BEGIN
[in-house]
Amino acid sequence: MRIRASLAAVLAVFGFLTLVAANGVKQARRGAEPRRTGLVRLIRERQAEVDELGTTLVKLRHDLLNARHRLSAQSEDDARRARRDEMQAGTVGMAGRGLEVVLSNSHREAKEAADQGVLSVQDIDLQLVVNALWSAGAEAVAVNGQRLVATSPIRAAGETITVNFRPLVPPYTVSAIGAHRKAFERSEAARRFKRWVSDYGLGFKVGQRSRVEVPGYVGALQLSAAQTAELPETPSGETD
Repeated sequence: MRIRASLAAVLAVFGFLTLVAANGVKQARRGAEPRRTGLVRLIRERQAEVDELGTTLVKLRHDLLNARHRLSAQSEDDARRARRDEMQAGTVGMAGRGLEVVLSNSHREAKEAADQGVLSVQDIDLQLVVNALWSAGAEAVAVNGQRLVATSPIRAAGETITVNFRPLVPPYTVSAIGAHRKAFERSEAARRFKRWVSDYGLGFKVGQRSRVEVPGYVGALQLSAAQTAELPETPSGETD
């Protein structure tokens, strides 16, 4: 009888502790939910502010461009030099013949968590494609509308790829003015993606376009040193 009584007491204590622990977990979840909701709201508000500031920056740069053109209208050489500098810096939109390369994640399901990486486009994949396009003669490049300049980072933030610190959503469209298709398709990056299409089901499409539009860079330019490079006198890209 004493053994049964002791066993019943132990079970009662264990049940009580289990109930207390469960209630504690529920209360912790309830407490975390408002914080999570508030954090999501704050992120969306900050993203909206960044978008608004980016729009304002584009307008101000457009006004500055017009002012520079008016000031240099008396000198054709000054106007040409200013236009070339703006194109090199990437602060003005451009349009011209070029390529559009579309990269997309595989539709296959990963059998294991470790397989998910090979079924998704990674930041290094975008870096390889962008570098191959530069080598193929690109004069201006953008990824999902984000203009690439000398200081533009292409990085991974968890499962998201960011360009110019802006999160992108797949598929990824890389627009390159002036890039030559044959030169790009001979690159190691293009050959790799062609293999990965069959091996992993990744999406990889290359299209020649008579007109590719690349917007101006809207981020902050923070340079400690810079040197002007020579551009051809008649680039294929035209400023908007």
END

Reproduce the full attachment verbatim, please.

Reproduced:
[in-house]
Amino acid sequence: MRIRASLAAVLAVFGFLTLVAANGVKQARRGAEPRRTGLVRLIRERQAEVDELGTTLVKLRHDLLNARHRLSAQSEDDARRARRDEMQAGTVGMAGRGLEVVLSNSHREAKEAADQGVLSVQDIDLQLVVNALWSAGAEAVAVNGQRLVATSPIRAAGETITVNFRPLVPPYTVSAIGAHRKAFERSEAARRFKRWVSDYGLGFKVGQRSRVEVPGYVGALQLSAAQTAELPETPSGETD
Repeated sequence: MRIRASLAAVLAVFGFLTLVAANGVKQARRGAEPRRTGLVRLIRERQAEVDELGTTLVKLRHDLLNARHRLSAQSEDDARRARRDEMQAGTVGMAGRGLEVVLSNSHREAKEAADQGVLSVQDIDLQLVVNALWSAGAEAVAVNGQRLVATSPIRAAGETITVNFRPLVPPYTVSAIGAHRKAFERSEAARRFKRWVSDYGLGFKVGQRSRVEVPGYVGALQLSAAQTAELPETPSGETD
């Protein structure tokens, strides 16, 4: 009888502790939910502010461009030099013949968590494609509308790829003015993606376009040193 009584007491204590622990977990979840909701709201508000500031920056740069053109209208050489500098810096939109390369994640399901990486486009994949396009003669490049300049980072933030610190959503469209298709398709990056299409089901499409539009860079330019490079006198890209 004493053994049964002791066993019943132990079970009662264990049940009580289990109930207390469960209630504690529920209360912790309830407490975390408002914080999570508030954090999501704050992120969306900050993203909206960044978008608004980016729009304002584009307008101000457009006004500055017009002012520079008016000031240099008396000198054709000054106007040409200013236009070339703006194109090199990437602060003005451009349009011209070029390529559009579309990269997309595989539709296959990963059998294991470790397989998910090979079924998704990674930041290094975008870096390889962008570098191959530069080598193929690109004069201006953008990824999902984000203009690439000398200081533009292409990085991974968890499962998201960011360009110019802006999160992108797949598929990824890389627009390159002036890039030559044959030169790009001979690159190691293009050959790799062609293999990965069959091996992993990744999406990889290359299209020649008579007109590719690349917007101006809207981020902050923070340079400690810079040197002007020579551009051809008649680039294929035209400023908007």